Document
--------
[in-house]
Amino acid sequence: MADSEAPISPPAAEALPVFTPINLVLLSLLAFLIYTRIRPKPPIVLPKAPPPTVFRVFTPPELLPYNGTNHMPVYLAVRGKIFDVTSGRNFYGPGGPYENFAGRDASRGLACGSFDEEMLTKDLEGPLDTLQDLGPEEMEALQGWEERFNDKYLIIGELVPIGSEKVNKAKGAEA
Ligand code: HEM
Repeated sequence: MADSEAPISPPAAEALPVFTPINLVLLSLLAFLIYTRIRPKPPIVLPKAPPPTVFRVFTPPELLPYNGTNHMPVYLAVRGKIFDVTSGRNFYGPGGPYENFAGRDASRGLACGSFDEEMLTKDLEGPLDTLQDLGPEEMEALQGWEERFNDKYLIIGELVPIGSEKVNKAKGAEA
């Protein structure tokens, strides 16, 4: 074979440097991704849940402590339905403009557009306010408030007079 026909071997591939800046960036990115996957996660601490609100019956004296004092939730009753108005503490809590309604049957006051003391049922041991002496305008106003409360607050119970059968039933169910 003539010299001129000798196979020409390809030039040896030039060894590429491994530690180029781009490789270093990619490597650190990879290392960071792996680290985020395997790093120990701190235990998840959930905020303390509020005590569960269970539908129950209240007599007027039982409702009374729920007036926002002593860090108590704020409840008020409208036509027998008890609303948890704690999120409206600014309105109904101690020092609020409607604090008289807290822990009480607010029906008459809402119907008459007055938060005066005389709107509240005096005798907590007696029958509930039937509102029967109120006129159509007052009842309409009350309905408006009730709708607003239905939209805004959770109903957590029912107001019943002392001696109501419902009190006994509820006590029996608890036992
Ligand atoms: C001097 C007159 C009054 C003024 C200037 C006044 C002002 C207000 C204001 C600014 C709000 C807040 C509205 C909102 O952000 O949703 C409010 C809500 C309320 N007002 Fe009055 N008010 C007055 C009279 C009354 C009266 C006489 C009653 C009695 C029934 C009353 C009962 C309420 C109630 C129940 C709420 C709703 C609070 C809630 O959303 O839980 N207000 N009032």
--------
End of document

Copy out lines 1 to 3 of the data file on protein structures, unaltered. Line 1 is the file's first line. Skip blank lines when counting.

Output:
[in-house]
Amino acid sequence: MADSEAPISPPAAEALPVFTPINLVLLSLLAFLIYTRIRPKPPIVLPKAPPPTVFRVFTPPELLPYNGTNHMPVYLAVRGKIFDVTSGRNFYGPGGPYENFAGRDASRGLACGSFDEEMLTKDLEGPLDTLQDLGPEEMEALQGWEERFNDKYLIIGELVPIGSEKVNKAKGAEA
Ligand code: HEM